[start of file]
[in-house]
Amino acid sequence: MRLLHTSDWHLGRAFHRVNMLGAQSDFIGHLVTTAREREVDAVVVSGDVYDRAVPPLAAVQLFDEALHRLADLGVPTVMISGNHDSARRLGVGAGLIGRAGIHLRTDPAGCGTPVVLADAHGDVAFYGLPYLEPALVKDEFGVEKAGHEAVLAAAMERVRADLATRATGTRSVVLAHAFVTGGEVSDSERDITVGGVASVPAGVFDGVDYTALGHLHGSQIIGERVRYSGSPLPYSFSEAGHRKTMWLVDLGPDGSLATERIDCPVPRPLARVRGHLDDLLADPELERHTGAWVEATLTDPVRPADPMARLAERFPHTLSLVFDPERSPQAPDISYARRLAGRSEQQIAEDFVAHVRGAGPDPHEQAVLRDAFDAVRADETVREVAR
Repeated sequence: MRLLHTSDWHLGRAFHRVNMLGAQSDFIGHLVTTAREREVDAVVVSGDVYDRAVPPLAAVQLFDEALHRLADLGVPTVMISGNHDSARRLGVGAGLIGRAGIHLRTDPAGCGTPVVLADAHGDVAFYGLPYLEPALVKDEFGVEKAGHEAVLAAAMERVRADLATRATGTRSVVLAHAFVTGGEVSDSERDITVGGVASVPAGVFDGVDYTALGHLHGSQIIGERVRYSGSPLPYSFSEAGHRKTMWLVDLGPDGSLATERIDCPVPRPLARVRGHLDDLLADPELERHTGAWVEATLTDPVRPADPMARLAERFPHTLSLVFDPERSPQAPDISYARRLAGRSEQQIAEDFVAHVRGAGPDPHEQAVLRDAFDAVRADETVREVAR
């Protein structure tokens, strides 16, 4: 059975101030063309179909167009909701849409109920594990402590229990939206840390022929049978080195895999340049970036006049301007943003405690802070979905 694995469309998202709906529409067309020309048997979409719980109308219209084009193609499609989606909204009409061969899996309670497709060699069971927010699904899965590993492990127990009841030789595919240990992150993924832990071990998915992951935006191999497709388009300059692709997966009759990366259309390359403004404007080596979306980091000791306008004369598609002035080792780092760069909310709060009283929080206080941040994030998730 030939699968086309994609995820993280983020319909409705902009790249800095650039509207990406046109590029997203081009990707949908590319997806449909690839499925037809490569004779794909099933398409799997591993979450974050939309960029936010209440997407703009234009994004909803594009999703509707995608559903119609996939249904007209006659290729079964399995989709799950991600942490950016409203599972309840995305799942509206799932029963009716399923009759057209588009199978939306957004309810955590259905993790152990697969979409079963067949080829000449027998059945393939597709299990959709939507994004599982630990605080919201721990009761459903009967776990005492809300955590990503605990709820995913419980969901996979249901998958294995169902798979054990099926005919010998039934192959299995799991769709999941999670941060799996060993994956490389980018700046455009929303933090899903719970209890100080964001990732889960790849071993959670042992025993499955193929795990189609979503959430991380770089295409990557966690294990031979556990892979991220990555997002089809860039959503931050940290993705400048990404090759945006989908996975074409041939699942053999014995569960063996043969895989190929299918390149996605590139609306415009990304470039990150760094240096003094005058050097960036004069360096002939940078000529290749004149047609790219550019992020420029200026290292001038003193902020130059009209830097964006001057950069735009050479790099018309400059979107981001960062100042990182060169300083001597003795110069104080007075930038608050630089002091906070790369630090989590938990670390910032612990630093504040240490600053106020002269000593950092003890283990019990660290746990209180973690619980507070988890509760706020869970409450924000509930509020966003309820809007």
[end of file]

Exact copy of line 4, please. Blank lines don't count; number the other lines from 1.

């Protein structure tokens, strides 16, 4: 059975101030063309179909167009909701849409109920594990402590229990939206840390022929049978080195895999340049970036006049301007943003405690802070979905 694995469309998202709906529409067309020309048997979409719980109308219209084009193609499609989606909204009409061969899996309670497709060699069971927010699904899965590993492990127990009841030789595919240990992150993924832990071990998915992951935006191999497709388009300059692709997966009759990366259309390359403004404007080596979306980091000791306008004369598609002035080792780092760069909310709060009283929080206080941040994030998730 030939699968086309994609995820993280983020319909409705902009790249800095650039509207990406046109590029997203081009990707949908590319997806449909690839499925037809490569004779794909099933398409799997591993979450974050939309960029936010209440997407703009234009994004909803594009999703509707995608559903119609996939249904007209006659290729079964399995989709799950991600942490950016409203599972309840995305799942509206799932029963009716399923009759057209588009199978939306957004309810955590259905993790152990697969979409079963067949080829000449027998059945393939597709299990959709939507994004599982630990605080919201721990009761459903009967776990005492809300955590990503605990709820995913419980969901996979249901998958294995169902798979054990099926005919010998039934192959299995799991769709999941999670941060799996060993994956490389980018700046455009929303933090899903719970209890100080964001990732889960790849071993959670042992025993499955193929795990189609979503959430991380770089295409990557966690294990031979556990892979991220990555997002089809860039959503931050940290993705400048990404090759945006989908996975074409041939699942053999014995569960063996043969895989190929299918390149996605590139609306415009990304470039990150760094240096003094005058050097960036004069360096002939940078000529290749004149047609790219550019992020420029200026290292001038003193902020130059009209830097964006001057950069735009050479790099018309400059979107981001960062100042990182060169300083001597003795110069104080007075930038608050630089002091906070790369630090989590938990670390910032612990630093504040240490600053106020002269000593950092003890283990019990660290746990209180973690619980507070988890509760706020869970409450924000509930509020966003309820809007």